A 4.5 magnitude earthquake struck early Thursday in Berkeley, California, according to a report from the US Geological Survey, jolting some residents of the densely populated San Francisco Bay area awake in their beds.
The earthquake hit at 2:39 a.m. and was centered near the Berkeley-Oakland boundary along the Hayward fault, which sits atop a densely populated area.
There were no immediate reports of damage in the area, the state Governor's Office of Emergency Services said.
Major damage was not expected as a result of the quake, but "there’s always a possibility of some minor damage to older structures in the area,” U.S. Geological Survey seismologist Robert Sanders told the Los Angeles Times.
Some residents in the area told CNN affiliate KPIX that the quake shook them awake. A quake of this intensity generally would produce moderate shaking felt by nearly everyone near the epicenter, awakening many people and having the potential to break some windows and dishes, the USGS says.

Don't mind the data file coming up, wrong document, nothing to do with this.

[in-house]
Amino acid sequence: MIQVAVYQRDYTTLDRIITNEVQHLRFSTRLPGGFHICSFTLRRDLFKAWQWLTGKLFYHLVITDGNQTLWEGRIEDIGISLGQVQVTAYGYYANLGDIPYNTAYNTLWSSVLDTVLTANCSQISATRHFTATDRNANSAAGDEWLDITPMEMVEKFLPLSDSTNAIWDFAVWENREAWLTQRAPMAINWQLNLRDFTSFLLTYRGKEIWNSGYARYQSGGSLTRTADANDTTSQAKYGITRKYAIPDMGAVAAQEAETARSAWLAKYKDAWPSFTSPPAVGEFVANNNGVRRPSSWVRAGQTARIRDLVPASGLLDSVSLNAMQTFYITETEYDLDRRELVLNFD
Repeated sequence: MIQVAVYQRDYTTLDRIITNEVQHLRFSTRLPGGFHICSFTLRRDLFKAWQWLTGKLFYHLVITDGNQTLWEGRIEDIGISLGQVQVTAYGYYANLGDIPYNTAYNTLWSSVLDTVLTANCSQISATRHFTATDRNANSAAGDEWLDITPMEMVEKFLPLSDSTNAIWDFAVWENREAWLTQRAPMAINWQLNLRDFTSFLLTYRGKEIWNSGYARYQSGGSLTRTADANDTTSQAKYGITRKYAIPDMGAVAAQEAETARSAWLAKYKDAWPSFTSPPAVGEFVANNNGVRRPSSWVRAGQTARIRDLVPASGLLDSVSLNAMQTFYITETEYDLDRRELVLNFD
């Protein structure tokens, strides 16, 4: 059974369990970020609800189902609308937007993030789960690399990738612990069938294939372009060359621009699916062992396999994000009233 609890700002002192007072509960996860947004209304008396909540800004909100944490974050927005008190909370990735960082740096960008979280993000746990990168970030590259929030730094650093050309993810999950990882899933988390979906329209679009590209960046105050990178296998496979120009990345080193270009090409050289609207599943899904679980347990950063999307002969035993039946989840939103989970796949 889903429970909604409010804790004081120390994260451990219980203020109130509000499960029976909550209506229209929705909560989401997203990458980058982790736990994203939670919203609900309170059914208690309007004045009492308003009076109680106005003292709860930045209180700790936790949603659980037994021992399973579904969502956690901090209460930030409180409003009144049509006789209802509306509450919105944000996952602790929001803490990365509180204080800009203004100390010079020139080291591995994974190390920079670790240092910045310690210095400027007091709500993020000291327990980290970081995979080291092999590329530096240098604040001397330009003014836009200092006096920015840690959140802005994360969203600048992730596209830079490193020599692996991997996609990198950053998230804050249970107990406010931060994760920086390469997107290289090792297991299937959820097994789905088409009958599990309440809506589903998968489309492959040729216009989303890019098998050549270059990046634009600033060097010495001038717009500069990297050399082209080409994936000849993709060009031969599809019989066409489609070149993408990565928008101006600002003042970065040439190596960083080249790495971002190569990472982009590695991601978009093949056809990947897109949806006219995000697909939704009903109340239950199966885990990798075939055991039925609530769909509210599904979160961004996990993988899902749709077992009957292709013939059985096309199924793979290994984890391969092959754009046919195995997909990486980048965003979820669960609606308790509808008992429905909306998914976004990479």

"It shook our house and shook the bed big time," Gina Solis of San Rafael, across the San Francisco Bay from Berkeley, told KPIX.
In Hayward, a few miles southeast of Oakland, Robert Hilton says he woke up to a sensation that something might be running into his house.
"I thought a car hit my house," Hilton told CNN affiliate KRON. "I got up and checked outside and there was nothing."
The area's commuter trains will be delayed in the morning so that inspectors can check the tracks, Bay Area Rapid Transit said on Twitter.
The Hayward Fault passes through Berkeley and extends through several cities on the east side of the Bay Area.
The fault could produce a magnitude 7 or greater tremblor, according to the Los Angeles Times.